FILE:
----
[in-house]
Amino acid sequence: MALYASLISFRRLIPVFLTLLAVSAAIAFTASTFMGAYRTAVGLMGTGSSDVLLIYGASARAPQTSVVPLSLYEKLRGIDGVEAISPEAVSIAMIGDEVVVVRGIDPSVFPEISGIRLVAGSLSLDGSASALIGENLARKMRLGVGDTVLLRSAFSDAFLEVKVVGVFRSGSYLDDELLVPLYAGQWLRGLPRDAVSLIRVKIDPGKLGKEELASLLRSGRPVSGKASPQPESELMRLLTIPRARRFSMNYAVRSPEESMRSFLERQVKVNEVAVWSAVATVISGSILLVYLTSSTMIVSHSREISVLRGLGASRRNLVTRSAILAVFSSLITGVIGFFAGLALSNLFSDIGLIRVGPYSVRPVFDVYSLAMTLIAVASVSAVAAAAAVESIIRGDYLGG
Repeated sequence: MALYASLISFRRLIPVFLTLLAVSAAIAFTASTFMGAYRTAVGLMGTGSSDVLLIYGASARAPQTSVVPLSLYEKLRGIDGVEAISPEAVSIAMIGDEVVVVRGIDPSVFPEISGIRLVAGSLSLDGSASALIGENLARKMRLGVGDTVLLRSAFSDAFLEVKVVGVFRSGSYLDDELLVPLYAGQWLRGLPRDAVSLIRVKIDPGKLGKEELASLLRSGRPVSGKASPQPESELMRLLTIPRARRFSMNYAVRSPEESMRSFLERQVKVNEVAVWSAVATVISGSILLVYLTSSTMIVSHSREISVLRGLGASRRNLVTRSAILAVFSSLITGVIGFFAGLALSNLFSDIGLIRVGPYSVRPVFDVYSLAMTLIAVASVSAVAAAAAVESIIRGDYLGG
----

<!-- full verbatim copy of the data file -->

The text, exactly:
[in-house]
Amino acid sequence: MALYASLISFRRLIPVFLTLLAVSAAIAFTASTFMGAYRTAVGLMGTGSSDVLLIYGASARAPQTSVVPLSLYEKLRGIDGVEAISPEAVSIAMIGDEVVVVRGIDPSVFPEISGIRLVAGSLSLDGSASALIGENLARKMRLGVGDTVLLRSAFSDAFLEVKVVGVFRSGSYLDDELLVPLYAGQWLRGLPRDAVSLIRVKIDPGKLGKEELASLLRSGRPVSGKASPQPESELMRLLTIPRARRFSMNYAVRSPEESMRSFLERQVKVNEVAVWSAVATVISGSILLVYLTSSTMIVSHSREISVLRGLGASRRNLVTRSAILAVFSSLITGVIGFFAGLALSNLFSDIGLIRVGPYSVRPVFDVYSLAMTLIAVASVSAVAAAAAVESIIRGDYLGG
Repeated sequence: MALYASLISFRRLIPVFLTLLAVSAAIAFTASTFMGAYRTAVGLMGTGSSDVLLIYGASARAPQTSVVPLSLYEKLRGIDGVEAISPEAVSIAMIGDEVVVVRGIDPSVFPEISGIRLVAGSLSLDGSASALIGENLARKMRLGVGDTVLLRSAFSDAFLEVKVVGVFRSGSYLDDELLVPLYAGQWLRGLPRDAVSLIRVKIDPGKLGKEELASLLRSGRPVSGKASPQPESELMRLLTIPRARRFSMNYAVRSPEESMRSFLERQVKVNEVAVWSAVATVISGSILLVYLTSSTMIVSHSREISVLRGLGASRRNLVTRSAILAVFSSLITGVIGFFAGLALSNLFSDIGLIRVGPYSVRPVFDVYSLAMTLIAVASVSAVAAAAAVESIIRGDYLGG